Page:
A Danvers, Mass., chemical plant that exploded in November 2006 was storing at least twice the combustible substances it was permitted to keep, according to a report released on March 11.


The facility was licensed by the town to store 12,000 gallons of flammable chemicals, but had about 24,000 gallons on site, according to the state fire marshal's code compliance investigation.


The explosion in the facility, shared by ink manufacturer CAI Inc. and paint and adhesive maker Arnel Company Inc., destroyed 19 surrounding buildings, including some homes, and damaged 250 other buildings as well as cars and boats. Twenty people were hurt, but there were no deaths.


Prior investigations have blamed the early morning explosion, felt 25 miles away, on a buildup of combustible gases that ignited.


The report also found that nitrocellulose, a flammable solid, was stored on the site without a license.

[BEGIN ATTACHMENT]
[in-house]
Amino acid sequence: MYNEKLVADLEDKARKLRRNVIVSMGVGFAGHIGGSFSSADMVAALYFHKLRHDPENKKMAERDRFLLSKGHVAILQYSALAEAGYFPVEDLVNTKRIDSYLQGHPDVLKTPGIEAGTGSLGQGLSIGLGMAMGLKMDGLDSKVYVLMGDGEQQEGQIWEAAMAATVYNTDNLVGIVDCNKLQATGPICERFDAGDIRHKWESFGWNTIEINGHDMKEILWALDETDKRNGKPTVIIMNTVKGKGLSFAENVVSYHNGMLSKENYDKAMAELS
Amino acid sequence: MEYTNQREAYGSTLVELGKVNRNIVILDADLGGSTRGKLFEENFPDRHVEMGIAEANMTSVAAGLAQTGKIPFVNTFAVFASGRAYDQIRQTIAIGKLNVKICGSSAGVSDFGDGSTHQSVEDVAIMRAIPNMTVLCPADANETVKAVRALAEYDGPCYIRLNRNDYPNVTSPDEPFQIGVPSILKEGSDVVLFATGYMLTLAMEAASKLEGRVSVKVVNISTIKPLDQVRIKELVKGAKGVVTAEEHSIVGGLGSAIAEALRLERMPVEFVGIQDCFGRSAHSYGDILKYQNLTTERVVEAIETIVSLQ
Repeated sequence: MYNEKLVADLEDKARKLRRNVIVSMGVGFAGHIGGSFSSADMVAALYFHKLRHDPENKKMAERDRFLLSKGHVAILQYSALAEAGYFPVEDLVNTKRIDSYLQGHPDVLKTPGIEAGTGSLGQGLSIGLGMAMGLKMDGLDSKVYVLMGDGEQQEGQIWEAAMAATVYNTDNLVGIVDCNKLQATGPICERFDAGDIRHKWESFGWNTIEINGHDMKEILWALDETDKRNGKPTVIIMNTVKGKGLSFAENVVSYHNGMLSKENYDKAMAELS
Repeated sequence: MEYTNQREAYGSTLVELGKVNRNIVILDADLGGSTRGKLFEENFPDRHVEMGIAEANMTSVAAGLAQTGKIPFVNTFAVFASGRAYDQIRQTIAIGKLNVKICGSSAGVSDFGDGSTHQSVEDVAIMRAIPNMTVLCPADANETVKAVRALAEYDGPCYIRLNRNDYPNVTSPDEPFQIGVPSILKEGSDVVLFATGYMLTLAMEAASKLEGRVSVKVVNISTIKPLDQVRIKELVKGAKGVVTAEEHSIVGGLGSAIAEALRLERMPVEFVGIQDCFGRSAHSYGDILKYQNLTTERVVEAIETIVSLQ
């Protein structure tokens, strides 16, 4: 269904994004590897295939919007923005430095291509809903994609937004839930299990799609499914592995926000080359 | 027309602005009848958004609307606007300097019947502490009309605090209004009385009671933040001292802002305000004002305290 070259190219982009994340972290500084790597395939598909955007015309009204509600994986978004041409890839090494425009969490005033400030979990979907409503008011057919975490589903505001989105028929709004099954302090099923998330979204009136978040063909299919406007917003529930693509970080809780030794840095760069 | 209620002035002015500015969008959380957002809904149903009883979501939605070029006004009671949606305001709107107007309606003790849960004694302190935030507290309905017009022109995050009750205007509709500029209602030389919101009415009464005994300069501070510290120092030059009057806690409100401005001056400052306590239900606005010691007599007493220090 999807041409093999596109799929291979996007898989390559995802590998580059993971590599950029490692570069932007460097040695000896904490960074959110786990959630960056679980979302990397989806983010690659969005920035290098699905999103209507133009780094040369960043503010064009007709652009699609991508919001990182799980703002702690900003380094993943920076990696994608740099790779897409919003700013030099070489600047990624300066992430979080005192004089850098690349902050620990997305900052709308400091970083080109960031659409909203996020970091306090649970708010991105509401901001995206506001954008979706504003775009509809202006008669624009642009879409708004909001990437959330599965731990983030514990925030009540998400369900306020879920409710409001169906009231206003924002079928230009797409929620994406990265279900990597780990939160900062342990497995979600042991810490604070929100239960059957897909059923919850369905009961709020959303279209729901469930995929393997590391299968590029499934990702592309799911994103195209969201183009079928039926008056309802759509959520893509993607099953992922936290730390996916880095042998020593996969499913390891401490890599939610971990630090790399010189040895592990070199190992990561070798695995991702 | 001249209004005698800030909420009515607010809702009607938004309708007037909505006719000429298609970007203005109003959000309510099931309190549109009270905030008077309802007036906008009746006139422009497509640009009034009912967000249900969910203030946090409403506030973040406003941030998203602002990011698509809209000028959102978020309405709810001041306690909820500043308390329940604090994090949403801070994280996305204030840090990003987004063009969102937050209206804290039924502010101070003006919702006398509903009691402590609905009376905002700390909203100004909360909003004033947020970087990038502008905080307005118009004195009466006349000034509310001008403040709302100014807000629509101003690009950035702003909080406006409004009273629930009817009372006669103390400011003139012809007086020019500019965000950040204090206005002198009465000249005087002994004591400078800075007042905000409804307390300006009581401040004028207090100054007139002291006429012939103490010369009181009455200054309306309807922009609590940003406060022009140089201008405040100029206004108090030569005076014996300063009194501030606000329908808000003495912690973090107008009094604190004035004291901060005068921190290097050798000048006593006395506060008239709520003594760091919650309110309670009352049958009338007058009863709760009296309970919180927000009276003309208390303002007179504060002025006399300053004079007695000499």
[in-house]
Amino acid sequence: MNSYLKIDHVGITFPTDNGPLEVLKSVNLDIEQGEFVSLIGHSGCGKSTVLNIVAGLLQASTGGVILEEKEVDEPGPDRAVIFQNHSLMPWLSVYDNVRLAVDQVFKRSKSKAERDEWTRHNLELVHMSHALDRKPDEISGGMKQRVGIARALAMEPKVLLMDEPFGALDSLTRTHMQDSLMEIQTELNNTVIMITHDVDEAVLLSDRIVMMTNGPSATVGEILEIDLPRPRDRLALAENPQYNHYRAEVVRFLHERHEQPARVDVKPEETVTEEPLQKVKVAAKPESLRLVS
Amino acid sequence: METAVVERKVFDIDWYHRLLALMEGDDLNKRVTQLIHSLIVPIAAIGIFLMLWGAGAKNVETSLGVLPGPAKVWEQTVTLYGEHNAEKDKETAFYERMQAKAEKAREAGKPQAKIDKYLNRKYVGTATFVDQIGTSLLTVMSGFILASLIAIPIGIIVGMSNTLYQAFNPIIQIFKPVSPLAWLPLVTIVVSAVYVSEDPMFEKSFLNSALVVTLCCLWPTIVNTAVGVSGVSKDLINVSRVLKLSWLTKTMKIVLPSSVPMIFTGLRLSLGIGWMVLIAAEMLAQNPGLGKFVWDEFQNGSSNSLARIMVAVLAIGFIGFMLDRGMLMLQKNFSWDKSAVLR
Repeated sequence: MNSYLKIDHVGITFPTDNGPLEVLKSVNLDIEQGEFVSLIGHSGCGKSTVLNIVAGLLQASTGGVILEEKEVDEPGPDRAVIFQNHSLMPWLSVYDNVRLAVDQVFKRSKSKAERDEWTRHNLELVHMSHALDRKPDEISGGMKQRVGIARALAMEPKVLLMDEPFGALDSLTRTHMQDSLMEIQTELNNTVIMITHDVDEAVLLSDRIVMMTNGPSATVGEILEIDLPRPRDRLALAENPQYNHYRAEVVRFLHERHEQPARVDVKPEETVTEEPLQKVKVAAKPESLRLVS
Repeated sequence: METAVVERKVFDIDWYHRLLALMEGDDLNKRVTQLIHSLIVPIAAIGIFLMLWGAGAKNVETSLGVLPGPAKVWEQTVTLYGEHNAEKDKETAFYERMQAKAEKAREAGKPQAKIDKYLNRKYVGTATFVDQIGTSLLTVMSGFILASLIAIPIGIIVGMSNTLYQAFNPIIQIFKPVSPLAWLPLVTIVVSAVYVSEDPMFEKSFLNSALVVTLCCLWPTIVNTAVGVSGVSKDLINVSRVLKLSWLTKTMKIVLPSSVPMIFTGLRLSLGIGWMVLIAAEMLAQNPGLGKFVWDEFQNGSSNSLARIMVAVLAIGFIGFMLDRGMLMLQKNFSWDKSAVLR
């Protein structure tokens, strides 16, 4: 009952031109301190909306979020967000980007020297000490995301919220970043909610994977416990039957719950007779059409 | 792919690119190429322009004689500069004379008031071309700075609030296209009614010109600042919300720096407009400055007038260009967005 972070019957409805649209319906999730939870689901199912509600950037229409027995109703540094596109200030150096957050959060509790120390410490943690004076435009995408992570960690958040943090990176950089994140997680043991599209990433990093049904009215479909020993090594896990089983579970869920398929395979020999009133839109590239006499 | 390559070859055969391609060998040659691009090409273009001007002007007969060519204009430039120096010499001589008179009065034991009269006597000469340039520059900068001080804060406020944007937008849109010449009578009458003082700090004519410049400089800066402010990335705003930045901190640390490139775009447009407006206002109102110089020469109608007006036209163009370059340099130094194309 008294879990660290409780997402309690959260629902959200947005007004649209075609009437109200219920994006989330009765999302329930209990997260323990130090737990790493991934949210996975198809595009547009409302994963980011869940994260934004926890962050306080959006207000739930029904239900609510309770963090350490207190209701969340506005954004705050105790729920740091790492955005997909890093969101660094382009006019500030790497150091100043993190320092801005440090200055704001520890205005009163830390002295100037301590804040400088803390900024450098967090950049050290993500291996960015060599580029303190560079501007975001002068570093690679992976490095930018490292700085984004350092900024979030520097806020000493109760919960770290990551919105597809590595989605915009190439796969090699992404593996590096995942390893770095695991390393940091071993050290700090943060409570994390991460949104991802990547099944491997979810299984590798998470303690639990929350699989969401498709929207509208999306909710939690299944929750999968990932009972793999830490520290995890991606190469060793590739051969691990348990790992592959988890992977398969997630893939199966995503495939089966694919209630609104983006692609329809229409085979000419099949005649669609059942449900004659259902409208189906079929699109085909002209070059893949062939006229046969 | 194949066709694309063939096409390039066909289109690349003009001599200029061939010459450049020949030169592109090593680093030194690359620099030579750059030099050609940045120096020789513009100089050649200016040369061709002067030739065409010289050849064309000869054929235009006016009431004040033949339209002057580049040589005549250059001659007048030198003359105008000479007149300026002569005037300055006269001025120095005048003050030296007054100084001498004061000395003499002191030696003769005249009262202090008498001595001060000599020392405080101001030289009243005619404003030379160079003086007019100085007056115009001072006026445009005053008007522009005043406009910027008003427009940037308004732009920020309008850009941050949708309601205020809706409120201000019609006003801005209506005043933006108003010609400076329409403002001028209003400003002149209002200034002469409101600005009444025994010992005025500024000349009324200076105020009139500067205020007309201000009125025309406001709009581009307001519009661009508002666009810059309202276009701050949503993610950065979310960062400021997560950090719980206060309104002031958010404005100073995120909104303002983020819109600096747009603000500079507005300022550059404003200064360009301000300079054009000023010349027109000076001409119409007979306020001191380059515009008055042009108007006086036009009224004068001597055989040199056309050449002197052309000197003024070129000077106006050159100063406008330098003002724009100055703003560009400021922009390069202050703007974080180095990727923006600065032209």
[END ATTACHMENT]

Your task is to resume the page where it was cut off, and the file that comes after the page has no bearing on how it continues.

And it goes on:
Four non-criminal citations were issued to the companies, with fines totaling $800.


A non-criminal citation was also issued to the plumber who installed two oil tanks at the site without a permit, with a fine of $100.


Neither company immediately responded to requests for comment.


The report also made three recommendations to prevent similar incidents, including legislation governing chemical processing safety; better cooperation between licensing and fire and building permitting authorities; and improved inspections of chemical storage facilities.


''One of our main objectives is to learn from this tragedy,'' Fire Marshal Stephen Coan said. ''Today we present not only our findings in the Danvers incident but also our recommendations on steps to take to prevent such a horrific event from ever happening again in our state.''